AlamogordoTownNews.com: Rather a judicial candidate or other candidate what can you do in your role to help solve the issue of homelessness and mental health patients on the streets of Alamogordo?

Amy Barela Response: “Affordable home ownership, veteran home ownership, jail rehabilitation and work programs, address drug abundance and availability with enforcement.”

GB Oliver Response: “Working collectively with our local agencies to support and find solutions will be our best method of stability for those in need.”

At AlamogordoTownNews.com, we appreciate the candidates that took the time for thoughtful responses to inform and possibly serve the public. 

Early voting has begun, get to know your candidate and come on down to the county building and vote early and let your voice be heard.

STAY CONNECTED! SUBSCRIBE TO FREE EMAIL UPDATES FROM 2ND LIFE MEDIA ALAMOGORDO

CAlamogordoTownNews.com Political Candidates David Greenwald & Stephanie DuBois Q & A Responses & Financial

The Democratic primary race between David Herny Greenwald and Stephanie Louise DuBois for the 2nd District County Commission primary is neck to neck in the fundraising race with Mr. Greenwald slightly ahead of Mrs. DuBois. Links to their most recent filings are below, followed by responses to the Q & A survey of questions from AlamogordoTownNews.com

David Henry Greenwald 2nd District County Commission Seat Candidate

  • Largest Cash Contribution: Karen Lecomte $300, Christopher Jones $250, James Neely $200 (Local)
  • Gary Stallings, $250 (Out of County)
  • Loans to Campaign: 0
  • In Kind: 0
  • Total funds raised as of reporting period: $1722.54
  • Ending Balance as of reporting period: 1418.17

Stephanie Louise DuBois 2nd District County Commission Seat Candidate

  • Largest Cash Contribution: Debra Holland $250, Denise Lang Brown $200, Self $100 (local donors),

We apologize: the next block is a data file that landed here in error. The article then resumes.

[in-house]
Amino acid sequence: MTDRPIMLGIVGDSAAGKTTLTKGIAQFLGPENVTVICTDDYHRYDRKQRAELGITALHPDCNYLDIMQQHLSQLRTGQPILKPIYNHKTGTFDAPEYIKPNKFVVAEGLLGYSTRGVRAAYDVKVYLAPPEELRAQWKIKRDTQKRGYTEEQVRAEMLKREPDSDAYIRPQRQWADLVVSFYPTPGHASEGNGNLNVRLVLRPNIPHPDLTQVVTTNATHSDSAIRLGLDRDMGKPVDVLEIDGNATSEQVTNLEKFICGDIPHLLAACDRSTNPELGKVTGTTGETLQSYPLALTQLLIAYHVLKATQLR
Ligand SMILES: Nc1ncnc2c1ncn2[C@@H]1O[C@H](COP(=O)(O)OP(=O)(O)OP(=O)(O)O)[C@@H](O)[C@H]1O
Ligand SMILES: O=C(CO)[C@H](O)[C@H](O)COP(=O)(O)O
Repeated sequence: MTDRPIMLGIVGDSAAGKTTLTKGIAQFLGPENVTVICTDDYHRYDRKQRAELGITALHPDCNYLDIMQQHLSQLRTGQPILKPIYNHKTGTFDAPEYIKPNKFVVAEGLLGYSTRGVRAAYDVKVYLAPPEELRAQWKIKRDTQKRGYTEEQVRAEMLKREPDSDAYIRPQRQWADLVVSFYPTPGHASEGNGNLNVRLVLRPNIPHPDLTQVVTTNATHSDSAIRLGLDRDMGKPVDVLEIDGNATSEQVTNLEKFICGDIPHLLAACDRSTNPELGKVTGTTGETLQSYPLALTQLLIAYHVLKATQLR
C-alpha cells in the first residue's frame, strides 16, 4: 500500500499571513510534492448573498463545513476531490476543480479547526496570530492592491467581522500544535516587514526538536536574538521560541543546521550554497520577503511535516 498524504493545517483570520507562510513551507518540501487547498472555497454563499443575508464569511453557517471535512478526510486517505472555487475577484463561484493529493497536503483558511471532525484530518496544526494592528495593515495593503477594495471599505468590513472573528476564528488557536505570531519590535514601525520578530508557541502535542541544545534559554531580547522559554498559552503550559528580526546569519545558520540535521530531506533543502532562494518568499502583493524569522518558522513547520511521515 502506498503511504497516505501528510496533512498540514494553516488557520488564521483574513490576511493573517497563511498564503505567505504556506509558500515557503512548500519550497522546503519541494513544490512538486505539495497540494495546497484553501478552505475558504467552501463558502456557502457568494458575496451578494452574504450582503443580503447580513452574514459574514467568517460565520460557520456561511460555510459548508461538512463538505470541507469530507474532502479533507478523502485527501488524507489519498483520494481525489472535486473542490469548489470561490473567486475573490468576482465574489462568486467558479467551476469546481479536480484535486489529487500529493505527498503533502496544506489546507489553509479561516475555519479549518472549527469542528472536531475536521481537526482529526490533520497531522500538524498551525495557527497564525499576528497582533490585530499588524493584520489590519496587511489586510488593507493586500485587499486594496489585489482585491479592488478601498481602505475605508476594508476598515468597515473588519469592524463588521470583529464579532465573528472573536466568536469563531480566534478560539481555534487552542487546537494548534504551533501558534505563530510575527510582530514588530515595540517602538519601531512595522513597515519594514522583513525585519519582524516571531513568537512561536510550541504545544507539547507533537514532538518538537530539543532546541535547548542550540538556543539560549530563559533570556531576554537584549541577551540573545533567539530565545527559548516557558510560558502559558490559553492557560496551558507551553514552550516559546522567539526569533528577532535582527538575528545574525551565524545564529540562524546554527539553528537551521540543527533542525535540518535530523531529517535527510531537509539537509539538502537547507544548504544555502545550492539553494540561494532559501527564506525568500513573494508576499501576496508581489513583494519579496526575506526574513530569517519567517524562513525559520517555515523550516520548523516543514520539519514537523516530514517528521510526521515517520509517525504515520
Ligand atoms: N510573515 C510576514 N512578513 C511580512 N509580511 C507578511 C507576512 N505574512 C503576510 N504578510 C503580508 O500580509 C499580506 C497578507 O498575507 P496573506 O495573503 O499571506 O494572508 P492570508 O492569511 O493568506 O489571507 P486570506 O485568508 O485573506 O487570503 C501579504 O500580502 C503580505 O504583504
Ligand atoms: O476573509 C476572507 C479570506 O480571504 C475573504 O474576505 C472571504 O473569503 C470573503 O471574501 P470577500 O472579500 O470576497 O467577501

• Robert Lara $100, Elizabeth Stefanics $100, Linda Siegle $100 (Out of County Donors)
  • Loans to Campaign: 0
  • In Kind: 0 
  • Total funds raised as of reporting period: $1495
  • Ending Balance as of reporting period: $747

Candidate Questionnaire Otero/Alamogordo Primary Elections between candidates David Henry Greenwald and Stephanie Louise DuBois

Note in an email dated 4/4/2022 Ms. DuBois emailed that she would “rather not participate” in the questionnaire.  What follows is the responses from candidate Greenwald…

AlamogordoTownNews.com: Provide a brief biography of your governing and business experience.

David Henry Greenwald 2nd District County Commission Seat Candidate response: 

Education: B.A., University of Northern Colorado, Anthropology and Archaeology; Northern Arizona University, Graduate Studies in Archaeology and Cultural Resource Management.

Background: I was raised on a ranch in Wyoming and developed a deep and abiding respect for the land. That early experience as well as a lifetime dedicated to cultural and natural resource management has allowed me to understand the concerns of those who rely on the land and its water resources. I admire and respect those who make their livelihood from the land: farmers, ranchers, foresters, outfitters and others who respect and retain an understanding of sound management practices. For more than 48 years as an archaeologist, I have consulted with conservationists, tribal governments, environmentalists, ecologists, and land managers, seeking methods to achieving mutually acceptable solutions.